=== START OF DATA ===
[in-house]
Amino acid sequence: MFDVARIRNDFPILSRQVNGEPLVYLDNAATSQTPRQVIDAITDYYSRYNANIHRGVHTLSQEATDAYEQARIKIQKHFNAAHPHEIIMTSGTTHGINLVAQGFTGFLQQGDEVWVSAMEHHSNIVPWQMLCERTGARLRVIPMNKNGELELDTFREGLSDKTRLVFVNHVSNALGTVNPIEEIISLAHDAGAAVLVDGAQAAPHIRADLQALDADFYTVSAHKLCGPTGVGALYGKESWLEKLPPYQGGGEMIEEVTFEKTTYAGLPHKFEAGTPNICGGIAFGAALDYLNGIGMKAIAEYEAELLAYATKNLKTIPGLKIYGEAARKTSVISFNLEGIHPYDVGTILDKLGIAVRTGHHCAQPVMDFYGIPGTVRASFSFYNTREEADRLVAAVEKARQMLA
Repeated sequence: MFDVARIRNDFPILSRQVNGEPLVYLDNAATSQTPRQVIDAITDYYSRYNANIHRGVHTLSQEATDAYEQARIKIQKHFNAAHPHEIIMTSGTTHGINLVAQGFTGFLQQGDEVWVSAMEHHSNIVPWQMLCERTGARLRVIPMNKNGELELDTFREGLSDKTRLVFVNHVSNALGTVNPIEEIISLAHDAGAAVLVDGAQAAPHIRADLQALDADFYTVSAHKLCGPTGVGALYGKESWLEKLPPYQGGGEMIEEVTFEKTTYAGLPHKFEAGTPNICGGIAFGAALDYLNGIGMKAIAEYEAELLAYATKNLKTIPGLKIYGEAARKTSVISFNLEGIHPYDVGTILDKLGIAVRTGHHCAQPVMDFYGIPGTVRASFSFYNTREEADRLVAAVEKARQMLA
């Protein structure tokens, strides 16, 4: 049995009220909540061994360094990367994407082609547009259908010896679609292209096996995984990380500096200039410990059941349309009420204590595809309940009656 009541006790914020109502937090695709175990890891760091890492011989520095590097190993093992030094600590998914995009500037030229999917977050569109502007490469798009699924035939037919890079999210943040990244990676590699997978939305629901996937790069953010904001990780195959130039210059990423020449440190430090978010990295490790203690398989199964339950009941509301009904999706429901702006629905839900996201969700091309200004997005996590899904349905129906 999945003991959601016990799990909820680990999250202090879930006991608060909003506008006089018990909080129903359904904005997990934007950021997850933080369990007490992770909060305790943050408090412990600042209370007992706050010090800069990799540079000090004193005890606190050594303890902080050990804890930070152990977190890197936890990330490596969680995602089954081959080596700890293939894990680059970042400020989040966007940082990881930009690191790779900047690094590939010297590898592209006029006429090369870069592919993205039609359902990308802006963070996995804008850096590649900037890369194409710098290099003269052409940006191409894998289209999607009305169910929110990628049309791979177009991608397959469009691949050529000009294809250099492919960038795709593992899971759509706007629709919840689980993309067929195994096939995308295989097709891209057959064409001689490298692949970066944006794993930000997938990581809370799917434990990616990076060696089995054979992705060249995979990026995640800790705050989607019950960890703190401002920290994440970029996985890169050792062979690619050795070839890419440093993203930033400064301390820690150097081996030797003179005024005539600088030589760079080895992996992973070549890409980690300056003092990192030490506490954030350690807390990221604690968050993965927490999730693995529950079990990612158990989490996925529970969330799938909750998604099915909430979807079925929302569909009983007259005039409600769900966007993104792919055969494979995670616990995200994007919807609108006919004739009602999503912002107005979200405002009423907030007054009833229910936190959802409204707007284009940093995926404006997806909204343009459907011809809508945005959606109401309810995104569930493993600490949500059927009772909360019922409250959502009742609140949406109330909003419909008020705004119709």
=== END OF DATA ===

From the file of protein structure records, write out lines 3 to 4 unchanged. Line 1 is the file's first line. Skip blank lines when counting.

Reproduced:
Repeated sequence: MFDVARIRNDFPILSRQVNGEPLVYLDNAATSQTPRQVIDAITDYYSRYNANIHRGVHTLSQEATDAYEQARIKIQKHFNAAHPHEIIMTSGTTHGINLVAQGFTGFLQQGDEVWVSAMEHHSNIVPWQMLCERTGARLRVIPMNKNGELELDTFREGLSDKTRLVFVNHVSNALGTVNPIEEIISLAHDAGAAVLVDGAQAAPHIRADLQALDADFYTVSAHKLCGPTGVGALYGKESWLEKLPPYQGGGEMIEEVTFEKTTYAGLPHKFEAGTPNICGGIAFGAALDYLNGIGMKAIAEYEAELLAYATKNLKTIPGLKIYGEAARKTSVISFNLEGIHPYDVGTILDKLGIAVRTGHHCAQPVMDFYGIPGTVRASFSFYNTREEADRLVAAVEKARQMLA
């Protein structure tokens, strides 16, 4: 049995009220909540061994360094990367994407082609547009259908010896679609292209096996995984990380500096200039410990059941349309009420204590595809309940009656 009541006790914020109502937090695709175990890891760091890492011989520095590097190993093992030094600590998914995009500037030229999917977050569109502007490469798009699924035939037919890079999210943040990244990676590699997978939305629901996937790069953010904001990780195959130039210059990423020449440190430090978010990295490790203690398989199964339950009941509301009904999706429901702006629905839900996201969700091309200004997005996590899904349905129906 999945003991959601016990799990909820680990999250202090879930006991608060909003506008006089018990909080129903359904904005997990934007950021997850933080369990007490992770909060305790943050408090412990600042209370007992706050010090800069990799540079000090004193005890606190050594303890902080050990804890930070152990977190890197936890990330490596969680995602089954081959080596700890293939894990680059970042400020989040966007940082990881930009690191790779900047690094590939010297590898592209006029006429090369870069592919993205039609359902990308802006963070996995804008850096590649900037890369194409710098290099003269052409940006191409894998289209999607009305169910929110990628049309791979177009991608397959469009691949050529000009294809250099492919960038795709593992899971759509706007629709919840689980993309067929195994096939995308295989097709891209057959064409001689490298692949970066944006794993930000997938990581809370799917434990990616990076060696089995054979992705060249995979990026995640800790705050989607019950960890703190401002920290994440970029996985890169050792062979690619050795070839890419440093993203930033400064301390820690150097081996030797003179005024005539600088030589760079080895992996992973070549890409980690300056003092990192030490506490954030350690807390990221604690968050993965927490999730693995529950079990990612158990989490996925529970969330799938909750998604099915909430979807079925929302569909009983007259005039409600769900966007993104792919055969494979995670616990995200994007919807609108006919004739009602999503912002107005979200405002009423907030007054009833229910936190959802409204707007284009940093995926404006997806909204343009459907011809809508945005959606109401309810995104569930493993600490949500059927009772909360019922409250959502009742609140949406109330909003419909008020705004119709």